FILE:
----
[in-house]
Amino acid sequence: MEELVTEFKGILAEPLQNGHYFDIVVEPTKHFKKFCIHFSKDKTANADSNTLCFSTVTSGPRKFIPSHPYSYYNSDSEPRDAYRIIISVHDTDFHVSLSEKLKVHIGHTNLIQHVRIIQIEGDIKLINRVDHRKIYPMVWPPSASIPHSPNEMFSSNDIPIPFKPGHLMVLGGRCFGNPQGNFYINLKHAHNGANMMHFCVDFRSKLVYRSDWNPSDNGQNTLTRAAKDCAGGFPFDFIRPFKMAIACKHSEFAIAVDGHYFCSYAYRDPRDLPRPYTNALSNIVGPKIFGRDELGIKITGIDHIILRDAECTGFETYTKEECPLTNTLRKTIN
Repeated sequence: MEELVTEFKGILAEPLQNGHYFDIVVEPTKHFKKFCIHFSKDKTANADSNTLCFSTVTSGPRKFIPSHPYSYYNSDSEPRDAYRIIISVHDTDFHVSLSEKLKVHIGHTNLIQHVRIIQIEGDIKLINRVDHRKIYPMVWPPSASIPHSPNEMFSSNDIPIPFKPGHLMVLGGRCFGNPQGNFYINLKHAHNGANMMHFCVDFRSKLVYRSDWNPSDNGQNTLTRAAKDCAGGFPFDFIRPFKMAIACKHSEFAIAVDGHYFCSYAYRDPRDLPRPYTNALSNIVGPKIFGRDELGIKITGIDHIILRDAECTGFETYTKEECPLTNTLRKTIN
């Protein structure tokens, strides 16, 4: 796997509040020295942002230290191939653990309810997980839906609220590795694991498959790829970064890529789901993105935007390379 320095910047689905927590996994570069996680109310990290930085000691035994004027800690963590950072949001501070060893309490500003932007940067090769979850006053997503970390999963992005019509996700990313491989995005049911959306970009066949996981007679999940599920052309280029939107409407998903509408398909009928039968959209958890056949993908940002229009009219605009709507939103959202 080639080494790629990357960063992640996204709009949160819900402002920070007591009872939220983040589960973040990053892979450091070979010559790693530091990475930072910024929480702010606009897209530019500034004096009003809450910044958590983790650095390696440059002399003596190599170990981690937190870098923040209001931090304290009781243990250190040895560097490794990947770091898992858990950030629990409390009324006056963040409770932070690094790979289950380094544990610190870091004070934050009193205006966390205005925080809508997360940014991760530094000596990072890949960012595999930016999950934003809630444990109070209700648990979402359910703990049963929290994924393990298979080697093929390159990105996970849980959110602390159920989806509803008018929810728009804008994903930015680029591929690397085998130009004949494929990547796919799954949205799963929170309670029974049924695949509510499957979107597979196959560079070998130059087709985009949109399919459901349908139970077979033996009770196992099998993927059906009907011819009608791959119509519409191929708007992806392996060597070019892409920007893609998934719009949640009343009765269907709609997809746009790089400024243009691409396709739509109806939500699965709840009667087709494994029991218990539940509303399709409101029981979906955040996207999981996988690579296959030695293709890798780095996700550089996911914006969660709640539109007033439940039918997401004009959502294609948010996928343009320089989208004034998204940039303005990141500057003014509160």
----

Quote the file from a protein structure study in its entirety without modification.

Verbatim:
[in-house]
Amino acid sequence: MEELVTEFKGILAEPLQNGHYFDIVVEPTKHFKKFCIHFSKDKTANADSNTLCFSTVTSGPRKFIPSHPYSYYNSDSEPRDAYRIIISVHDTDFHVSLSEKLKVHIGHTNLIQHVRIIQIEGDIKLINRVDHRKIYPMVWPPSASIPHSPNEMFSSNDIPIPFKPGHLMVLGGRCFGNPQGNFYINLKHAHNGANMMHFCVDFRSKLVYRSDWNPSDNGQNTLTRAAKDCAGGFPFDFIRPFKMAIACKHSEFAIAVDGHYFCSYAYRDPRDLPRPYTNALSNIVGPKIFGRDELGIKITGIDHIILRDAECTGFETYTKEECPLTNTLRKTIN
Repeated sequence: MEELVTEFKGILAEPLQNGHYFDIVVEPTKHFKKFCIHFSKDKTANADSNTLCFSTVTSGPRKFIPSHPYSYYNSDSEPRDAYRIIISVHDTDFHVSLSEKLKVHIGHTNLIQHVRIIQIEGDIKLINRVDHRKIYPMVWPPSASIPHSPNEMFSSNDIPIPFKPGHLMVLGGRCFGNPQGNFYINLKHAHNGANMMHFCVDFRSKLVYRSDWNPSDNGQNTLTRAAKDCAGGFPFDFIRPFKMAIACKHSEFAIAVDGHYFCSYAYRDPRDLPRPYTNALSNIVGPKIFGRDELGIKITGIDHIILRDAECTGFETYTKEECPLTNTLRKTIN
């Protein structure tokens, strides 16, 4: 796997509040020295942002230290191939653990309810997980839906609220590795694991498959790829970064890529789901993105935007390379 320095910047689905927590996994570069996680109310990290930085000691035994004027800690963590950072949001501070060893309490500003932007940067090769979850006053997503970390999963992005019509996700990313491989995005049911959306970009066949996981007679999940599920052309280029939107409407998903509408398909009928039968959209958890056949993908940002229009009219605009709507939103959202 080639080494790629990357960063992640996204709009949160819900402002920070007591009872939220983040589960973040990053892979450091070979010559790693530091990475930072910024929480702010606009897209530019500034004096009003809450910044958590983790650095390696440059002399003596190599170990981690937190870098923040209001931090304290009781243990250190040895560097490794990947770091898992858990950030629990409390009324006056963040409770932070690094790979289950380094544990610190870091004070934050009193205006966390205005925080809508997360940014991760530094000596990072890949960012595999930016999950934003809630444990109070209700648990979402359910703990049963929290994924393990298979080697093929390159990105996970849980959110602390159920989806509803008018929810728009804008994903930015680029591929690397085998130009004949494929990547796919799954949205799963929170309670029974049924695949509510499957979107597979196959560079070998130059087709985009949109399919459901349908139970077979033996009770196992099998993927059906009907011819009608791959119509519409191929708007992806392996060597070019892409920007893609998934719009949640009343009765269907709609997809746009790089400024243009691409396709739509109806939500699965709840009667087709494994029991218990539940509303399709409101029981979906955040996207999981996988690579296959030695293709890798780095996700550089996911914006969660709640539109007033439940039918997401004009959502294609948010996928343009320089989208004034998204940039303005990141500057003014509160």